Time to Make Our Electric Grid More Reliable

by Lisa Richardson and Mark Reynolds**

During a summer of unprecedented weather disasters and climate extremes, a diverse mix of power options protected Americans from blackouts as temperatures soared.

NASA named the summer of 2023 as the hottest on record and the World Meteorological Organization confirmed that the past eight years were the warmest on record globally. It’s clear that America’s electric grid is under more pressure than ever. How can it withstand the strain?

Right now, our energy system is dominated by fossil fuels. But fossil fuels don’t always keep the lights on. Even oil- and gas-rich Texas suffered major power outages a few years ago when the demands for energy were high, but their grid wasn’t up to the task.

Thankfully, an energy mix with growing amounts of carbon-free wind, solar and hydroelectric power is coming online. Indeed, for the first time, renewables generated 25% of U.S. power in the first half of 2023. This trend is allowing Americans to hold the line as we face the challenge of dangerous heat.

Let’s look again to Texas, where residents experienced weeks of stifling triple-digit heat. The state broke all-time peak power demand records between June 27 and August 12. With potential outages putting the young, old, infirm and vulnerable at risk, the state’s power grid remained mostly stable this time, thanks to renewable energy sources and battery storage. Texas has more wind-generated electricity than any other state and is also a leader in solar energy.

Likewise, in August, when record temperatures hit California, that state’s renewable energy mix and battery storage capacity powered through the worst of the heat. A growing amount of solar power also helped avert energy shortages during the European heat waves.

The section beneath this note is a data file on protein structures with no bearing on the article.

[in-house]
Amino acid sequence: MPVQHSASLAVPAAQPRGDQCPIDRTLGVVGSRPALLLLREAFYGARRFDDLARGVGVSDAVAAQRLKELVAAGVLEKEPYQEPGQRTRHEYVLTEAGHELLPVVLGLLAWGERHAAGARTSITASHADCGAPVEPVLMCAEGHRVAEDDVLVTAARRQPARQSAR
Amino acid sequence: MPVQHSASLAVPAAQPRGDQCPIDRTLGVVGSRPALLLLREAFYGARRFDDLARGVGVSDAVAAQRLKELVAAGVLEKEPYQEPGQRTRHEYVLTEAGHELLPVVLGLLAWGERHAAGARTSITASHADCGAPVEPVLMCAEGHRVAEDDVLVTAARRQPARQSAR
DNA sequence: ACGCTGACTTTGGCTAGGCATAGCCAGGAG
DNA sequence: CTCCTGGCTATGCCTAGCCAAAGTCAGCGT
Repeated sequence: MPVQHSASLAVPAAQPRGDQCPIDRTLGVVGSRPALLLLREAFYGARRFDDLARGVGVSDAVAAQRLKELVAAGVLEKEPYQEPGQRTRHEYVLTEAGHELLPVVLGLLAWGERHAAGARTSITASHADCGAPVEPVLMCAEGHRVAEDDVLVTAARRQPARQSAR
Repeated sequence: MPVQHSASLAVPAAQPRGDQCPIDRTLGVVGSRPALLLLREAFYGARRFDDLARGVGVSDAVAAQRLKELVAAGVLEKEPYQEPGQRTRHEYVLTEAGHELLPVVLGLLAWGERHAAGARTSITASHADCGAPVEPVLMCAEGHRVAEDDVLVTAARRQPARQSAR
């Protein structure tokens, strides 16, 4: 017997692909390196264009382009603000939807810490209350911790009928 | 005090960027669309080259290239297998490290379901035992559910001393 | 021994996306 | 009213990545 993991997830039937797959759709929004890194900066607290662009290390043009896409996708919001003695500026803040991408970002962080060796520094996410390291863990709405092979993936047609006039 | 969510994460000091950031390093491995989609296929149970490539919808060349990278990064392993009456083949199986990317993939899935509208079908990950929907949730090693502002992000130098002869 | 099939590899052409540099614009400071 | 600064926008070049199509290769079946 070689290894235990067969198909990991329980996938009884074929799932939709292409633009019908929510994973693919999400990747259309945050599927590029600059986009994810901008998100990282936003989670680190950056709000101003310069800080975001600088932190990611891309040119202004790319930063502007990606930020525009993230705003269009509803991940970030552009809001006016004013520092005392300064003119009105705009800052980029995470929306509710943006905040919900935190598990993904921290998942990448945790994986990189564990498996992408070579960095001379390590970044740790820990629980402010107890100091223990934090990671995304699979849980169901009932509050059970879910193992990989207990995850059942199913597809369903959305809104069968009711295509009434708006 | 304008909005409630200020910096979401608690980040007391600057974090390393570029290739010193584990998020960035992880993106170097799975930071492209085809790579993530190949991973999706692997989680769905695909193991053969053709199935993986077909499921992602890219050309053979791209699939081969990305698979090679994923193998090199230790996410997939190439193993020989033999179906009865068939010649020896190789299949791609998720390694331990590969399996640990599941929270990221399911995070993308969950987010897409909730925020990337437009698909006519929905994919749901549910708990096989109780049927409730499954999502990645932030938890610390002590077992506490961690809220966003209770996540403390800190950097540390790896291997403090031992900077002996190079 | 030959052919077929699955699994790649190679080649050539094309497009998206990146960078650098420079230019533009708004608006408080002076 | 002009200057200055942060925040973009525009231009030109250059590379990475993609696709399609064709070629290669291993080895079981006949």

As climate change accelerates faster than scientists predicted, we must change our energy systems as quickly and efficiently as possible. Transitioning to clean, domestic energy will protect us from blackouts. It will shield Americans from international price shocks and energy inflation. The numbers already look good, with renewables cutting global power costs by $520 billion in 2022 and many U.S. states — especially rural ones — seeing record investment and jobs thanks to lucrative clean energy projects.

Now it’s essential to finish the job, making sure we not only have clean energy options, but also ensuring that clean energy can be transmitted where it’s needed.

Thankfully, a new bill in the Senate and House will do exactly that. The BIG WIRES Act would go a long way toward making America’s electric grid more reliable and resilient. It would require utilities to allow more power to flow between regions of the country, helping protect against major, long-term outages due to extreme weather events. This additional transmission would lower energy costs for Americans overall — areas producing cheap energy can sell it to regions where it is more expensive, and regions can connect new, low-cost resources to the grid.

Rep. Glenn Thompson and Senators Bob Casey and John Fetterman should support the common-sense solutions laid out in the BIG WIRES Act. It is time for Pennsylvania’s Congressional delegation to back legislation that allows the integration of abundant, renewable energy and ensures that all Americans are protected from life-threatening blackouts.


**Lisa Richardson is co-leader of the State College chapter of Citizens’ Climate Lobby. Mark Reynolds is the executive director of Citizens’ Climate Lobby.

This OpEd appeared in the Dec. 10, 2023 issue of the Centre Daily Times.


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